You just made my point. The code used in those papers is different than the genetic code.
And the genetic code is not a code. It is merely an analogy to a code.
You have failed to make your point.
That isn’t a definition. What definition are you using for code?
Quaternary ROM is the definition I am using for DNA. DNA is quaternary ROM. (What you asked for was a definition of DNA.)
That isn’t a definition, it’s a function. What is the definition of code you are using? If you don’t know the definition just say so.
No, I asked for a definition of CODE
@Timothy_Horton: Note my edit. What you asked for was a defintion of DNA, not code.
Okay, let’s try this. Code is a system for storing data in memory.
That doesn’t fit any known definition of code. If you are making up your own definitions your arguments will be useless from the get go.
Whoah, that’s some strong jumping to conclusions there. Just out of curiosity, how did you determine how God-made codes function? Have you had access to those in the past?
@Timothy_Horton: Timothy Horton said
“What definition are you using for DNA?”
Quit with the dishonest word-twisting. i was asking for the definition of code as you were applying it to DNA. Not the definition of DNA.
I’m sorry you don’t understand “a method for storing data in memory.” (We make up new definitions all the time. That’s what we do.)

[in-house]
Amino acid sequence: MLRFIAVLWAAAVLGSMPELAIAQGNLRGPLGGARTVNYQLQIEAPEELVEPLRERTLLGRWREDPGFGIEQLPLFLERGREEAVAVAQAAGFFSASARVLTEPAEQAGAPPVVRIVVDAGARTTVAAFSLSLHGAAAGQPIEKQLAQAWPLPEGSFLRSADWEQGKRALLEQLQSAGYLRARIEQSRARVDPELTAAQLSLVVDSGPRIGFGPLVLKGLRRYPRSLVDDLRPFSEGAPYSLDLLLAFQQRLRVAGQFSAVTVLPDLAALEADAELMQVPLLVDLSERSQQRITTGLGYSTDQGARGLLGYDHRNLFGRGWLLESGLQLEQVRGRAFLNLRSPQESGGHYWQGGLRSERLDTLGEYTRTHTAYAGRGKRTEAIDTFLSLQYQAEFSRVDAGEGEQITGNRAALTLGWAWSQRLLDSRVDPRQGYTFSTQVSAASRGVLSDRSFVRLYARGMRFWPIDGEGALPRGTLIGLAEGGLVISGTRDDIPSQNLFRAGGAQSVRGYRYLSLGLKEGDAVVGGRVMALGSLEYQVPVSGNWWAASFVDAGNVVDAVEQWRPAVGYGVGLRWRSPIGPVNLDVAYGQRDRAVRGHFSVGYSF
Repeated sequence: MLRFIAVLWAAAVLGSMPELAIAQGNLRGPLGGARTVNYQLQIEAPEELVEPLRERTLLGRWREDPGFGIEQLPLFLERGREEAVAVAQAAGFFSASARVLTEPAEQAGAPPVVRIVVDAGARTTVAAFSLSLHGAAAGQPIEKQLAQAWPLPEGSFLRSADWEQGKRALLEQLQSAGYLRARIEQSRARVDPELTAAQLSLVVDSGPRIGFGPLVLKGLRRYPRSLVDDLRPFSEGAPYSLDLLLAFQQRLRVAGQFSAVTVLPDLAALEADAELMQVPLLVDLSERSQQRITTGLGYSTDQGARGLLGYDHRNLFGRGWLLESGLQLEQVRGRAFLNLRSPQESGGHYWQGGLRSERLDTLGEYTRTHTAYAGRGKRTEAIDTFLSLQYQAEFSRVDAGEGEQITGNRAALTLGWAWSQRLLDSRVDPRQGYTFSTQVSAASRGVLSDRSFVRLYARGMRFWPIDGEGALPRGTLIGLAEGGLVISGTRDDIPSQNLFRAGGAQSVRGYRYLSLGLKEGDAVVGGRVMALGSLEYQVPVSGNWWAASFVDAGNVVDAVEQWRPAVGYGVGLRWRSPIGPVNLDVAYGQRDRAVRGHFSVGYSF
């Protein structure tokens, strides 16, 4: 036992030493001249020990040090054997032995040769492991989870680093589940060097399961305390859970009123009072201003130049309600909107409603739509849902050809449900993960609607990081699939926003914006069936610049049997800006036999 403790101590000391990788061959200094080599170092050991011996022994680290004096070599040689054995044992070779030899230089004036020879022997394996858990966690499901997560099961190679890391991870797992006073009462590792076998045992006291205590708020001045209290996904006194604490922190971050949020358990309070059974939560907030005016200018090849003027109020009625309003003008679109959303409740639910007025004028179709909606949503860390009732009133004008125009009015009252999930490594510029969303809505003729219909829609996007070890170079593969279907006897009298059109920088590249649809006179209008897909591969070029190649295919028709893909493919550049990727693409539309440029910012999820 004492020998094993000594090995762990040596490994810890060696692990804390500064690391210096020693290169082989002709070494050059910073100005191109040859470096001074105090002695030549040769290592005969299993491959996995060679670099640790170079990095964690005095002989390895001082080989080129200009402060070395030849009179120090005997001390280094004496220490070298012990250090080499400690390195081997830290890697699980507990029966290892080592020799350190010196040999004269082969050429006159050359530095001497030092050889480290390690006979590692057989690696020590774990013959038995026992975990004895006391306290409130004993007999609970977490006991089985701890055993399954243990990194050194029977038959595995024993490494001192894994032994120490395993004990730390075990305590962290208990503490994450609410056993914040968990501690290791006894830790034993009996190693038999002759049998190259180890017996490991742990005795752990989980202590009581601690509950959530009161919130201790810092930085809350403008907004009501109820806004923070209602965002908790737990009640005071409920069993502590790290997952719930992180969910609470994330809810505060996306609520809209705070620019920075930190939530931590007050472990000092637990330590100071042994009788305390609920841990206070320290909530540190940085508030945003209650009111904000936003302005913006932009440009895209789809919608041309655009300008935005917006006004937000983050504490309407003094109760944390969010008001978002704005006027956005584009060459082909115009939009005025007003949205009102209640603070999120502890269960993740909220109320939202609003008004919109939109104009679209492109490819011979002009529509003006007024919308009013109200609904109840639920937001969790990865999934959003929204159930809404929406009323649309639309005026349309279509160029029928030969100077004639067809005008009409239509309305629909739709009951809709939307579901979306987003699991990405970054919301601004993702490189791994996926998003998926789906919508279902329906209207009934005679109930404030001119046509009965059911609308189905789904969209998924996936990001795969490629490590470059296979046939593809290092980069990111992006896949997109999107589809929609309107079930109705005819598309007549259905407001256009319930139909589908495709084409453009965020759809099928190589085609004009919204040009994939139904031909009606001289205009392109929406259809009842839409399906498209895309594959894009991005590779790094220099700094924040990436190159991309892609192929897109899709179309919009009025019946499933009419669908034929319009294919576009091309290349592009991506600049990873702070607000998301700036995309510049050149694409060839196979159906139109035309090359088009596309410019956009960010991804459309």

Second, Third, Fourth… Genetic Codes, One Spectacular Case of Code Crowding - video Edward N. Trifonov, University of Haifa, Masaryk University
I understand it fine. You don’t seem to understand if you make up your own definitions to support your “design” claims your claims may be dismissed out of hand. You don’t seem to understand how science works. You don’t get to define your woo into existence.
Is not a code a system for storing data in memory? I mentioned God all of once. My woo has nothing to do with the point, does it. (You got distracted too easily. )
That is still not a recognized definition of code. Do you often make up your own definitions when you have no valid arguments?
You’re still worried about canonical definitions.
Well, there are the facts that only 61 of the 64 codons map to 20 amino acids (not proteins), so consider it brought up.
Precise definitions matter in science. One of the most scurrilous tactics used by ID-Creationists is to keep definitions as vague and undefined as possible. Like refusing to define “code”.